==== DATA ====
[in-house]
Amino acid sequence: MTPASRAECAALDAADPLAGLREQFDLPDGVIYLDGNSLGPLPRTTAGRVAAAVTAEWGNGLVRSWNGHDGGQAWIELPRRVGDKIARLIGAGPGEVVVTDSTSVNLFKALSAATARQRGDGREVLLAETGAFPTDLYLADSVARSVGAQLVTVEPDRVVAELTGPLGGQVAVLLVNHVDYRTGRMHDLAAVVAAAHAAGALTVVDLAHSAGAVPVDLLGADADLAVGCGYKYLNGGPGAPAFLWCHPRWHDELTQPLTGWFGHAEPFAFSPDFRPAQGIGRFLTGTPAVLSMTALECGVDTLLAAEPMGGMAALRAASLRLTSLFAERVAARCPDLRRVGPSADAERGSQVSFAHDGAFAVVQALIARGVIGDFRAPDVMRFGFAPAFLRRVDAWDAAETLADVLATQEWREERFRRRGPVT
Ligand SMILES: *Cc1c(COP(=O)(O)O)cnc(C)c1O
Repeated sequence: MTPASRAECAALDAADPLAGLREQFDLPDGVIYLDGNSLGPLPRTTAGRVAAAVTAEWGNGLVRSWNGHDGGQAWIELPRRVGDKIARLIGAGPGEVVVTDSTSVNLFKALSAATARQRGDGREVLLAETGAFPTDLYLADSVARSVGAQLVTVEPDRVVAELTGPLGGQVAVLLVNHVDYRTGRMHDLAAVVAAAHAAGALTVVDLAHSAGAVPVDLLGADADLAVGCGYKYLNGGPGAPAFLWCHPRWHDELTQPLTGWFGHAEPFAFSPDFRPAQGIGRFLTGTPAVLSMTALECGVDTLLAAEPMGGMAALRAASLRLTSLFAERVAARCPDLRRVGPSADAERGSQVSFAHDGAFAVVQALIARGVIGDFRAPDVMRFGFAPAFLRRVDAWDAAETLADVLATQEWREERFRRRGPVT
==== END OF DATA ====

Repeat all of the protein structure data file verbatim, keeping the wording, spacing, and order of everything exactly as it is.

[in-house]
Amino acid sequence: MTPASRAECAALDAADPLAGLREQFDLPDGVIYLDGNSLGPLPRTTAGRVAAAVTAEWGNGLVRSWNGHDGGQAWIELPRRVGDKIARLIGAGPGEVVVTDSTSVNLFKALSAATARQRGDGREVLLAETGAFPTDLYLADSVARSVGAQLVTVEPDRVVAELTGPLGGQVAVLLVNHVDYRTGRMHDLAAVVAAAHAAGALTVVDLAHSAGAVPVDLLGADADLAVGCGYKYLNGGPGAPAFLWCHPRWHDELTQPLTGWFGHAEPFAFSPDFRPAQGIGRFLTGTPAVLSMTALECGVDTLLAAEPMGGMAALRAASLRLTSLFAERVAARCPDLRRVGPSADAERGSQVSFAHDGAFAVVQALIARGVIGDFRAPDVMRFGFAPAFLRRVDAWDAAETLADVLATQEWREERFRRRGPVT
Ligand SMILES: *Cc1c(COP(=O)(O)O)cnc(C)c1O
Repeated sequence: MTPASRAECAALDAADPLAGLREQFDLPDGVIYLDGNSLGPLPRTTAGRVAAAVTAEWGNGLVRSWNGHDGGQAWIELPRRVGDKIARLIGAGPGEVVVTDSTSVNLFKALSAATARQRGDGREVLLAETGAFPTDLYLADSVARSVGAQLVTVEPDRVVAELTGPLGGQVAVLLVNHVDYRTGRMHDLAAVVAAAHAAGALTVVDLAHSAGAVPVDLLGADADLAVGCGYKYLNGGPGAPAFLWCHPRWHDELTQPLTGWFGHAEPFAFSPDFRPAQGIGRFLTGTPAVLSMTALECGVDTLLAAEPMGGMAALRAASLRLTSLFAERVAARCPDLRRVGPSADAERGSQVSFAHDGAFAVVQALIARGVIGDFRAPDVMRFGFAPAFLRRVDAWDAAETLADVLATQEWREERFRRRGPVT